Haft should be used by plaintiff’s counsel in premises-liability cases where the defendant’s negligence resulted in an “evidentiary void.” For instance, a property owner’s negligent maintenance of a property’s sewer and piping system could result in a flood that both injures individuals and destroys evidence of the cause of the flood. The defendant’s failure to take precautionary measures to avoid or limit the flood, such as fixing minor leaks or draining issues, could be used to shift the burden to defendant that such omissions actually caused the plaintiff’s injuries.
Courts carefully limit Haft’s applicability; the court will only allow this kind of burden-shifting if the defendant’s negligence made it a practical impossibility to prove causation and if your client is not responsible in any manner for the loss of the evidence.
Spoliation of evidence
Another common problem in premises-liability claims involves the spoliation of evidence, such as surveillance video depicting how the plaintiff was injured on the defendant’s premises. Spoliation is the destruction or significant alteration of evidence, or the failure to preserve property for another’s use as evidence, in pending or future litigation. (Willard v. Caterpillar, Inc. (1995) 40 Cal.App.4th 892, 907.)
Consider the following facts in Penn v. Prestige Stations, Inc. (2000) 83 Cal.App.4th 336. There, the plaintiff alleged that the defendant convenience store negligently permitted a dangerously wet condition on the store floor to exist, which caused her injuries. Discovery disclosed that the defendant effectively erased any evidence of the fall or the conditions of the store at the time of the fall captured on surveillance video. Although Penn involved the issue of whether there is a private tort claim for spoliation of evidence (there is not), and did not involve burden-shifting, it is nevertheless an example of the kind of destruction of evidence problem plaintiff’s counsel might face in proving his or her client’s premises-liability case.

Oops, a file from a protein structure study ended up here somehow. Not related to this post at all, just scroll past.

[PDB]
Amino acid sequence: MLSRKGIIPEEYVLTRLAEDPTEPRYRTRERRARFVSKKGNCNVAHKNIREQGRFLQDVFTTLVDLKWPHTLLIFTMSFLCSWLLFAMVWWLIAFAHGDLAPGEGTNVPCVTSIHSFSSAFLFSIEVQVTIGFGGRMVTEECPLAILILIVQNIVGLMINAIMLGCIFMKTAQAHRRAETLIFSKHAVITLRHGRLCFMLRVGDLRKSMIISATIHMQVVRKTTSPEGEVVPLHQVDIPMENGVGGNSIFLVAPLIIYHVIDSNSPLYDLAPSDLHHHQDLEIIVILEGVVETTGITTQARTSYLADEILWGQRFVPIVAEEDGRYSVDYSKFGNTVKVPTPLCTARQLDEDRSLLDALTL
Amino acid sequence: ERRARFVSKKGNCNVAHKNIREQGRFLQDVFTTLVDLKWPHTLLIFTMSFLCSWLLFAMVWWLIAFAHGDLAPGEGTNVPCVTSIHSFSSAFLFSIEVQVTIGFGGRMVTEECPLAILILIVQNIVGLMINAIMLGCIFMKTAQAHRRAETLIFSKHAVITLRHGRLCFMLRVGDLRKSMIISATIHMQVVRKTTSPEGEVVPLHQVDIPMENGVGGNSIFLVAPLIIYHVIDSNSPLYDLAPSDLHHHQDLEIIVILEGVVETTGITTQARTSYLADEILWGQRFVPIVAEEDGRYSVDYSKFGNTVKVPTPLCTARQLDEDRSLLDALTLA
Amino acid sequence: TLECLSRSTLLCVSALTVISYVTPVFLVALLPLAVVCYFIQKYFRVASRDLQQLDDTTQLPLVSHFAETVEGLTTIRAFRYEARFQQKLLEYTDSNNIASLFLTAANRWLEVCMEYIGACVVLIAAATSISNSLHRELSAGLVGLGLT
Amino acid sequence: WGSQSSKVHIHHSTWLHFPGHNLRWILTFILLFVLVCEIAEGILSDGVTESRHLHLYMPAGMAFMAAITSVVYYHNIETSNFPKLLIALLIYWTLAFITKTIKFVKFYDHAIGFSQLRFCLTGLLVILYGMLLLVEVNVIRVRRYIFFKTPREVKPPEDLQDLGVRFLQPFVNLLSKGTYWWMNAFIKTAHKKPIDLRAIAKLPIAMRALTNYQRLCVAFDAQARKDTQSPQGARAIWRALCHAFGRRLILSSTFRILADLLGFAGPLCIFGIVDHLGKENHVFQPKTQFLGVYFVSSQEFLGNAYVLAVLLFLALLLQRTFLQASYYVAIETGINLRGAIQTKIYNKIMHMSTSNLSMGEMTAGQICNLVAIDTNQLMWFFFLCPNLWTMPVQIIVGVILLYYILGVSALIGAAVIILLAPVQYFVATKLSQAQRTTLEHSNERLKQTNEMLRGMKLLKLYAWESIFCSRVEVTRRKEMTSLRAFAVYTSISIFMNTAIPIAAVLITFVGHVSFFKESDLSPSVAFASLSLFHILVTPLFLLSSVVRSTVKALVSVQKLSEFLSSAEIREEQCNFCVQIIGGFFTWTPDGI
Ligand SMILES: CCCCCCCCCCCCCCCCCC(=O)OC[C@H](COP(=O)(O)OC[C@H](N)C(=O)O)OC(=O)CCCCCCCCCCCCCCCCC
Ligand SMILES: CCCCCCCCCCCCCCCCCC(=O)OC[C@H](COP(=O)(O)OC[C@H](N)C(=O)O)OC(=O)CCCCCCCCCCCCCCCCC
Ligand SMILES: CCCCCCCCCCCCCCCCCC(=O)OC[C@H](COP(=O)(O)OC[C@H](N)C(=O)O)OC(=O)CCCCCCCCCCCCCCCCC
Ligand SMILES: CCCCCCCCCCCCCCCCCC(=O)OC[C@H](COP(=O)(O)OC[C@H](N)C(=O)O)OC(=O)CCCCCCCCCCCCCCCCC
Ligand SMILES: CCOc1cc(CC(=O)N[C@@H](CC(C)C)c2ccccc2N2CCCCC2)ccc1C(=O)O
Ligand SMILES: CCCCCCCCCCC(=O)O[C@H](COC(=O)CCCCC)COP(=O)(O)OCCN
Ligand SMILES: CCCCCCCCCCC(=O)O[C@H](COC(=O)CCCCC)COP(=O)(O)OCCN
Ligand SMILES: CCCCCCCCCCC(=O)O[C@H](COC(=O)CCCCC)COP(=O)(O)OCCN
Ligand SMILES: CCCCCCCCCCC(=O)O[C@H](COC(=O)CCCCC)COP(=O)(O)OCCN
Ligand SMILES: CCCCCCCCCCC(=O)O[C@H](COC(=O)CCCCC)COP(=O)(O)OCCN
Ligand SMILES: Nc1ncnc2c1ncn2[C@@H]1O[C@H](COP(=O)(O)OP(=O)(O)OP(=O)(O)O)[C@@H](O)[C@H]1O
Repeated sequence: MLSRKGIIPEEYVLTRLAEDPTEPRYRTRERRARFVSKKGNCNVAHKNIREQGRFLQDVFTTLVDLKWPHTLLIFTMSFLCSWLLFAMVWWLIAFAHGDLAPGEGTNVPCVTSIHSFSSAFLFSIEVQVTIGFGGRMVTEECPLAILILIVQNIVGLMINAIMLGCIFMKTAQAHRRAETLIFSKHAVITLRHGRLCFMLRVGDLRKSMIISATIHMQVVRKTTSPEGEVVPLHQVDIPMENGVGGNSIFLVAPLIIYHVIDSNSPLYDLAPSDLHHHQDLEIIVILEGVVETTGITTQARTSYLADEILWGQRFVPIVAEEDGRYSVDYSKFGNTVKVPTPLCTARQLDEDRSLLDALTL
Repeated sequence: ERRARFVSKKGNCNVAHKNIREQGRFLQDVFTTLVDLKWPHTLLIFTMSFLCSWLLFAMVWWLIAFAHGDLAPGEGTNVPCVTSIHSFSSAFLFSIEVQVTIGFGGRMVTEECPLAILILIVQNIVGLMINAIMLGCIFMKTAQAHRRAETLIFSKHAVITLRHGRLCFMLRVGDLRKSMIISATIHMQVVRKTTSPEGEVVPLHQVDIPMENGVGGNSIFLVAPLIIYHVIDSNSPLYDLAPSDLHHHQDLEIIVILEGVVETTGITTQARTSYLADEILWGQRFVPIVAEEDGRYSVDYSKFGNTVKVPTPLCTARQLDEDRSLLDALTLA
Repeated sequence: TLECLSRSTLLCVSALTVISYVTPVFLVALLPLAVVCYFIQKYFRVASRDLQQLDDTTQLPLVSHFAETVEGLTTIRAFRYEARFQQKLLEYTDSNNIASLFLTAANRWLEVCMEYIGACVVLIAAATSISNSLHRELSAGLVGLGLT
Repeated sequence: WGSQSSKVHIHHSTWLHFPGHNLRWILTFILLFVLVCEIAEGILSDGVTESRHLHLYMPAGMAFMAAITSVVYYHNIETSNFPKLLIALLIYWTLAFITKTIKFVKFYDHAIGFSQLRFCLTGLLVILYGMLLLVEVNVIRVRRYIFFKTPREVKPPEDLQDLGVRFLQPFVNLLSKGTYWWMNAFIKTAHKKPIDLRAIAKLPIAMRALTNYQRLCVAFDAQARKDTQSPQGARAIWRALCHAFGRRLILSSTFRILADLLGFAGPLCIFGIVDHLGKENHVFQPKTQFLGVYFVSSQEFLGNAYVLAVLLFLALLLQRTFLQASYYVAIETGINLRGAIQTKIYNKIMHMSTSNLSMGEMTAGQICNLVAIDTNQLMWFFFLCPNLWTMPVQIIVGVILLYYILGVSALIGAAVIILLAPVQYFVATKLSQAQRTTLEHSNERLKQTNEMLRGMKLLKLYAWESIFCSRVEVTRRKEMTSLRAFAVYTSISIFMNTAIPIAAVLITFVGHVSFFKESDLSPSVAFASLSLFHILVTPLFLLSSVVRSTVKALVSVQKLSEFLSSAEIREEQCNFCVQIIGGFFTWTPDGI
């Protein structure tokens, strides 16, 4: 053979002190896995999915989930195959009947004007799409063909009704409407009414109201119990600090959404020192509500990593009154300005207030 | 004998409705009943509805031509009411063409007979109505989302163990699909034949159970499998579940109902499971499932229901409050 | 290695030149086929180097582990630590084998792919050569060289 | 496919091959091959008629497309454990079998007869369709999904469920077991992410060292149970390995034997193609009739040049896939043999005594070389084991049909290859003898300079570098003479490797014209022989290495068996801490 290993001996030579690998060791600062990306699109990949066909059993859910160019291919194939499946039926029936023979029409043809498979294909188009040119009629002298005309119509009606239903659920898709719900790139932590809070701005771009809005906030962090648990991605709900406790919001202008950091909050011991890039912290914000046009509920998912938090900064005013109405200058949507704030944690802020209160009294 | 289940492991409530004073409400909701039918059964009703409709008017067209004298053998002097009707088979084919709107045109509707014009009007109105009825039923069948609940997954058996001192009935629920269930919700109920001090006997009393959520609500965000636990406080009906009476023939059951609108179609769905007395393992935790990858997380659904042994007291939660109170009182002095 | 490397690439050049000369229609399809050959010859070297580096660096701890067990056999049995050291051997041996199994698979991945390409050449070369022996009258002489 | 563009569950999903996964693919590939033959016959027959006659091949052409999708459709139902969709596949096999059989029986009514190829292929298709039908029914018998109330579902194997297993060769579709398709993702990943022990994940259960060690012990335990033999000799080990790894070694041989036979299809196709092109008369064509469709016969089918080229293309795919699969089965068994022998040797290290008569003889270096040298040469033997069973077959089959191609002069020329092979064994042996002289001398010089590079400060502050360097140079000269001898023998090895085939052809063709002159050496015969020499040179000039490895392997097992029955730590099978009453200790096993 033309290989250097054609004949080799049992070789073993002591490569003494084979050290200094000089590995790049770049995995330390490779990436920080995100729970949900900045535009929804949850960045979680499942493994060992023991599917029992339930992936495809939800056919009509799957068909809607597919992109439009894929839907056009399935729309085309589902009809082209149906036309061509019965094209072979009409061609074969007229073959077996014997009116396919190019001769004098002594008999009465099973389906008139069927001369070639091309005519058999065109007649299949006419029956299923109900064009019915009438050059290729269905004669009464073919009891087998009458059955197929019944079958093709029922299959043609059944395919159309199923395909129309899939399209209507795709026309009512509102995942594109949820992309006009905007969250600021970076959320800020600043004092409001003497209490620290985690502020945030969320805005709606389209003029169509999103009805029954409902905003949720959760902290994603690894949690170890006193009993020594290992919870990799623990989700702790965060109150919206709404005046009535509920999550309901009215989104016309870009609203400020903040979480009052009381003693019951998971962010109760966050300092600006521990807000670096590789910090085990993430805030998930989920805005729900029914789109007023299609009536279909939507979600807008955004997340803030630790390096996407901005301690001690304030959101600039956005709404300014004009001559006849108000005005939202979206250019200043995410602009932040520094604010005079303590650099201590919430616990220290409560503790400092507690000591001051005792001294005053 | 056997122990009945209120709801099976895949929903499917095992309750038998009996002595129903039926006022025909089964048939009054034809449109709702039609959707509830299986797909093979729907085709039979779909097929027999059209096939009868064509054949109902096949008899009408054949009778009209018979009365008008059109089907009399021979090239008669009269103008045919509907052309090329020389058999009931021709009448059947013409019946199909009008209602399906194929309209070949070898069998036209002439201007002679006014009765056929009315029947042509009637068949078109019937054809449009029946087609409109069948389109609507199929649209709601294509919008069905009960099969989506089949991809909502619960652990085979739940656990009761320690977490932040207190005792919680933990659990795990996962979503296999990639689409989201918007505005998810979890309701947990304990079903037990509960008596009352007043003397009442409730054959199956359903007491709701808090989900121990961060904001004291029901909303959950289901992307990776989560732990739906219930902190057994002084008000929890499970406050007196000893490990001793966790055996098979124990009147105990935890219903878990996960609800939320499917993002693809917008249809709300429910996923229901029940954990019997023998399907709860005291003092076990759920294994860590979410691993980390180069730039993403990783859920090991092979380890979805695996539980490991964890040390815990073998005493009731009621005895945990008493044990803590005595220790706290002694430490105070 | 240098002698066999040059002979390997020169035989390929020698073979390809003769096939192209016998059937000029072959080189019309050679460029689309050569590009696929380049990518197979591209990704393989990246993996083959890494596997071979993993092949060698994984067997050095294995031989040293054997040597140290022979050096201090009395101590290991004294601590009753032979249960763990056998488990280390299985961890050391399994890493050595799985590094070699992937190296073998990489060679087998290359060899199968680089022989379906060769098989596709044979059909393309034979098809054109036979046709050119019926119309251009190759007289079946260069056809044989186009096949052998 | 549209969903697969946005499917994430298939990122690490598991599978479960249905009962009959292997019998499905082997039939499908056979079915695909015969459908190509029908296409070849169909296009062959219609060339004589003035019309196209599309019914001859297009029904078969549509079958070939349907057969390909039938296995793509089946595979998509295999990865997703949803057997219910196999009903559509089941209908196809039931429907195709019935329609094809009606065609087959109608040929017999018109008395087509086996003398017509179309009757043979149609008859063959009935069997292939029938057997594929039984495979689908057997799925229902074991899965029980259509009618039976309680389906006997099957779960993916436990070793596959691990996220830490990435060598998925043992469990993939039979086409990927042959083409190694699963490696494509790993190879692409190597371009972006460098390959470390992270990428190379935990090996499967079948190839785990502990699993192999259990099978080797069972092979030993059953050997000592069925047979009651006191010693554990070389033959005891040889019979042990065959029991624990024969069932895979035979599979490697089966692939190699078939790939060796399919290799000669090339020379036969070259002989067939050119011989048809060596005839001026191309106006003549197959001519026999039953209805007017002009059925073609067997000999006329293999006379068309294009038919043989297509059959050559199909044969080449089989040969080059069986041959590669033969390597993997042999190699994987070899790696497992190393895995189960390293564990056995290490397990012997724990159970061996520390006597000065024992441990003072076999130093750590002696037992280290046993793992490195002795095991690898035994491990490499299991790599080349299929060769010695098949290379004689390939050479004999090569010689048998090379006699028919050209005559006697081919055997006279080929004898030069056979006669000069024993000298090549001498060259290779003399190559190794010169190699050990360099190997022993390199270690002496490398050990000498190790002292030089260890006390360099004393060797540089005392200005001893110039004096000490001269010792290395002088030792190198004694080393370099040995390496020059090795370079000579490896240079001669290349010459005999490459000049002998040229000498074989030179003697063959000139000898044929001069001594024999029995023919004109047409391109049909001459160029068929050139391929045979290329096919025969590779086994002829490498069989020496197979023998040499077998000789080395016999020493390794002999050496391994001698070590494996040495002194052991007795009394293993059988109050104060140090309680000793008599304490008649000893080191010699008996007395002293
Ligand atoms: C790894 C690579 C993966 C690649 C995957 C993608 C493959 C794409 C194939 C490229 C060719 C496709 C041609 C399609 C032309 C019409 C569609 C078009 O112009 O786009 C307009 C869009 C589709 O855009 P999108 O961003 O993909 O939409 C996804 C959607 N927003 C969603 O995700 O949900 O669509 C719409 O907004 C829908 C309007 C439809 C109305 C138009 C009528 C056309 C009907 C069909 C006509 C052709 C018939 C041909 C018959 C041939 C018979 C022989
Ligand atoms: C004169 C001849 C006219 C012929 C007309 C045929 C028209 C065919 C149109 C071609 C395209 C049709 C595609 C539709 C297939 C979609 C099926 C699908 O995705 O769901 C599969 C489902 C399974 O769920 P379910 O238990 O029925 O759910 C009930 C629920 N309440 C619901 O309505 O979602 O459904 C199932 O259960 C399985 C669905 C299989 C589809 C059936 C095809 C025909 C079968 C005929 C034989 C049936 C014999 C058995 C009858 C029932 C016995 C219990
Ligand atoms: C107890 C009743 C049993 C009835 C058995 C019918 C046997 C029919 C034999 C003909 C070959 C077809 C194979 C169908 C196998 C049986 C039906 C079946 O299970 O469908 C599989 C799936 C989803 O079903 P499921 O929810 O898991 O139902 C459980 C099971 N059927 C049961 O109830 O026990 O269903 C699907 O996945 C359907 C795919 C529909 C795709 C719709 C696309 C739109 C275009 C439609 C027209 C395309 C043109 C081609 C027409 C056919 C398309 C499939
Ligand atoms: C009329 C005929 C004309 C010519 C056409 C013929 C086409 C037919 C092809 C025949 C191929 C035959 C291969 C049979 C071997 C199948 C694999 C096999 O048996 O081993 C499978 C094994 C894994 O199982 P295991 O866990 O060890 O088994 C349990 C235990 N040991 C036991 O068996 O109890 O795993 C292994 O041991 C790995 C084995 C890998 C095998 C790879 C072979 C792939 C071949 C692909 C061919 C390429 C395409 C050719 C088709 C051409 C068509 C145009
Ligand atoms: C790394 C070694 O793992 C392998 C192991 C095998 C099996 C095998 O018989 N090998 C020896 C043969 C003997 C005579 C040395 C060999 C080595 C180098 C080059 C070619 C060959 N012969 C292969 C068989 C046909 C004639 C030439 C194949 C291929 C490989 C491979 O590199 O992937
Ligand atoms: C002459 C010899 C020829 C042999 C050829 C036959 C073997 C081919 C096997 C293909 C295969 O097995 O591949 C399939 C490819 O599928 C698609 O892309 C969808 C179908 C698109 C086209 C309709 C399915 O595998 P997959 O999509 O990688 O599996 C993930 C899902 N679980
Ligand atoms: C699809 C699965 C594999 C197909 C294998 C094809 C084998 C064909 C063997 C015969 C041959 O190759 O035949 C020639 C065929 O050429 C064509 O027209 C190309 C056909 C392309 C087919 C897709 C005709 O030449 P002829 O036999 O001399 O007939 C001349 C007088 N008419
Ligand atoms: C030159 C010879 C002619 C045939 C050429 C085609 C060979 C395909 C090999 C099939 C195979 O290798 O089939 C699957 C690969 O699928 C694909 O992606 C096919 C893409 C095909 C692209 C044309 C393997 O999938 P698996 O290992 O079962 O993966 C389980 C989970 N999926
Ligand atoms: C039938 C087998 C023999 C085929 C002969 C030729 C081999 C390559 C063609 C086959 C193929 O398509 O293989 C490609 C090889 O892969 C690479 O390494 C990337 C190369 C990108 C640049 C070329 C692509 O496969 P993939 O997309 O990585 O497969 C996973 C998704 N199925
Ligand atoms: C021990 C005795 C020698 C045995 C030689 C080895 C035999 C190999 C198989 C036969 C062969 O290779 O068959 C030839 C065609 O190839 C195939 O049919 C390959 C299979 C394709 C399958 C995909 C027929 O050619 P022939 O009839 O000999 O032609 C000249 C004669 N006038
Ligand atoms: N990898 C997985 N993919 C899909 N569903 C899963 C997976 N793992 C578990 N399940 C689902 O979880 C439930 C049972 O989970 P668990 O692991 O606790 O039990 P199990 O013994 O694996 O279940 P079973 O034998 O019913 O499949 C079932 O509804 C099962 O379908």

In Galanek v. Wismar (1999) 68 Cal.App.4th 1417, the court held that the destruction of evidence (such as surveillance video as in Penn, above), could warrant shifting the burden to defendant to disprove facts affected by the loss of the pertinent evidence. Galanek was a legal-malpractice lawsuit. There, defendant failed to preserve a car that was crucial evidence in an underlying products liability case against the car manufacturer. The trial court granted defendant’s nonsuit motion in the legal malpractice lawsuit because plaintiff could not prove defendant’s failure to preserve her car as evidence led to the entry of summary judgment for the car maker in the underlying lawsuit. The appellate court reversed, holding that the defendant lawyer’s spoliation of the critical piece of evidence, namely the car, made it impossible for the plaintiff to prove she would have prevailed on the causation issue in the underlying case.